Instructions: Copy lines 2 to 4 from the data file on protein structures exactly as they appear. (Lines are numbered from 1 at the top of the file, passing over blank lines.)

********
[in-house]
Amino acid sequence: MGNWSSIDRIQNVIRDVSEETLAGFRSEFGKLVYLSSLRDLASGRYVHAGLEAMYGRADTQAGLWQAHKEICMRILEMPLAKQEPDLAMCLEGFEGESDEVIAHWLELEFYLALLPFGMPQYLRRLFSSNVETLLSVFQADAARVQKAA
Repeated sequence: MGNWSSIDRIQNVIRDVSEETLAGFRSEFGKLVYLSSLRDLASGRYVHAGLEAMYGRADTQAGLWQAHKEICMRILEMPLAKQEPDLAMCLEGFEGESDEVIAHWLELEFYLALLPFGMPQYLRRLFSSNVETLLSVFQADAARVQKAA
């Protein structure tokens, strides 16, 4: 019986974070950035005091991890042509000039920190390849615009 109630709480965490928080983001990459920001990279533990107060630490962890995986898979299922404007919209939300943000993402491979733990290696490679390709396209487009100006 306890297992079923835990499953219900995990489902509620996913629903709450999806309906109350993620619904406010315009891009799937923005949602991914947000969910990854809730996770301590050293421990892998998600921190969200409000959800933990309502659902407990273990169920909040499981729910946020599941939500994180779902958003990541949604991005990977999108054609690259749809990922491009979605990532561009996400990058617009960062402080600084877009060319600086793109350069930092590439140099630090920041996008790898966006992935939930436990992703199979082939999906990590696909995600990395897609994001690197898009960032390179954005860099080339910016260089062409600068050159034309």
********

Amino acid sequence: MGNWSSIDRIQNVIRDVSEETLAGFRSEFGKLVYLSSLRDLASGRYVHAGLEAMYGRADTQAGLWQAHKEICMRILEMPLAKQEPDLAMCLEGFEGESDEVIAHWLELEFYLALLPFGMPQYLRRLFSSNVETLLSVFQADAARVQKAA
Repeated sequence: MGNWSSIDRIQNVIRDVSEETLAGFRSEFGKLVYLSSLRDLASGRYVHAGLEAMYGRADTQAGLWQAHKEICMRILEMPLAKQEPDLAMCLEGFEGESDEVIAHWLELEFYLALLPFGMPQYLRRLFSSNVETLLSVFQADAARVQKAA
């Protein structure tokens, strides 16, 4: 019986974070950035005091991890042509000039920190390849615009 109630709480965490928080983001990459920001990279533990107060630490962890995986898979299922404007919209939300943000993402491979733990290696490679390709396209487009100006 306890297992079923835990499953219900995990489902509620996913629903709450999806309906109350993620619904406010315009891009799937923005949602991914947000969910990854809730996770301590050293421990892998998600921190969200409000959800933990309502659902407990273990169920909040499981729910946020599941939500994180779902958003990541949604991005990977999108054609690259749809990922491009979605990532561009996400990058617009960062402080600084877009060319600086793109350069930092590439140099630090920041996008790898966006992935939930436990992703199979082939999906990590696909995600990395897609994001690197898009960032390179954005860099080339910016260089062409600068050159034309």